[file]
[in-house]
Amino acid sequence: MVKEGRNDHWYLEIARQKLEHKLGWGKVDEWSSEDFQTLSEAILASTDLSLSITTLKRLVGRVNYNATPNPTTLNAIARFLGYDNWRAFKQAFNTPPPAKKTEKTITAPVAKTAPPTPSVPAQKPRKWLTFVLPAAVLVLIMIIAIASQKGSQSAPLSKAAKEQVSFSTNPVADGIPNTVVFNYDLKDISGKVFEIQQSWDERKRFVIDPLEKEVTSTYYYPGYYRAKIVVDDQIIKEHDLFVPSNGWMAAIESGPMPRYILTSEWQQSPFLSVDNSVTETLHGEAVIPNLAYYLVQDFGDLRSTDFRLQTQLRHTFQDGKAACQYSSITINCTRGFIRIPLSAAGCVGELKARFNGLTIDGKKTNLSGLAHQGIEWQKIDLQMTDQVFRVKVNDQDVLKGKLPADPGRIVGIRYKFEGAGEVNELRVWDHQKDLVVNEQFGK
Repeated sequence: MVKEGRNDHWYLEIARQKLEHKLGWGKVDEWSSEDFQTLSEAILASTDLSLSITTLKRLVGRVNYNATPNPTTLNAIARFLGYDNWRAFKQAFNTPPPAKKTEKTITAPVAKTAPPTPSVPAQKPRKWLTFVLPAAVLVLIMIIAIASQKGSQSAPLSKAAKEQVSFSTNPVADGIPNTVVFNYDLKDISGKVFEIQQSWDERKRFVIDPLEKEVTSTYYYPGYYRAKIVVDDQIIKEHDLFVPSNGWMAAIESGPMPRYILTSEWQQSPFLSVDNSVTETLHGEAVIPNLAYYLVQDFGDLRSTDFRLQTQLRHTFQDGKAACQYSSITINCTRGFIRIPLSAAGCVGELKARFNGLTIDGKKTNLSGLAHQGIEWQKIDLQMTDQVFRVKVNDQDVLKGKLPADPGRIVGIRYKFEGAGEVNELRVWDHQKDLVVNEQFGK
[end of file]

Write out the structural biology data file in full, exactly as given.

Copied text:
[in-house]
Amino acid sequence: MVKEGRNDHWYLEIARQKLEHKLGWGKVDEWSSEDFQTLSEAILASTDLSLSITTLKRLVGRVNYNATPNPTTLNAIARFLGYDNWRAFKQAFNTPPPAKKTEKTITAPVAKTAPPTPSVPAQKPRKWLTFVLPAAVLVLIMIIAIASQKGSQSAPLSKAAKEQVSFSTNPVADGIPNTVVFNYDLKDISGKVFEIQQSWDERKRFVIDPLEKEVTSTYYYPGYYRAKIVVDDQIIKEHDLFVPSNGWMAAIESGPMPRYILTSEWQQSPFLSVDNSVTETLHGEAVIPNLAYYLVQDFGDLRSTDFRLQTQLRHTFQDGKAACQYSSITINCTRGFIRIPLSAAGCVGELKARFNGLTIDGKKTNLSGLAHQGIEWQKIDLQMTDQVFRVKVNDQDVLKGKLPADPGRIVGIRYKFEGAGEVNELRVWDHQKDLVVNEQFGK
Repeated sequence: MVKEGRNDHWYLEIARQKLEHKLGWGKVDEWSSEDFQTLSEAILASTDLSLSITTLKRLVGRVNYNATPNPTTLNAIARFLGYDNWRAFKQAFNTPPPAKKTEKTITAPVAKTAPPTPSVPAQKPRKWLTFVLPAAVLVLIMIIAIASQKGSQSAPLSKAAKEQVSFSTNPVADGIPNTVVFNYDLKDISGKVFEIQQSWDERKRFVIDPLEKEVTSTYYYPGYYRAKIVVDDQIIKEHDLFVPSNGWMAAIESGPMPRYILTSEWQQSPFLSVDNSVTETLHGEAVIPNLAYYLVQDFGDLRSTDFRLQTQLRHTFQDGKAACQYSSITINCTRGFIRIPLSAAGCVGELKARFNGLTIDGKKTNLSGLAHQGIEWQKIDLQMTDQVFRVKVNDQDVLKGKLPADPGRIVGIRYKFEGAGEVNELRVWDHQKDLVVNEQFGK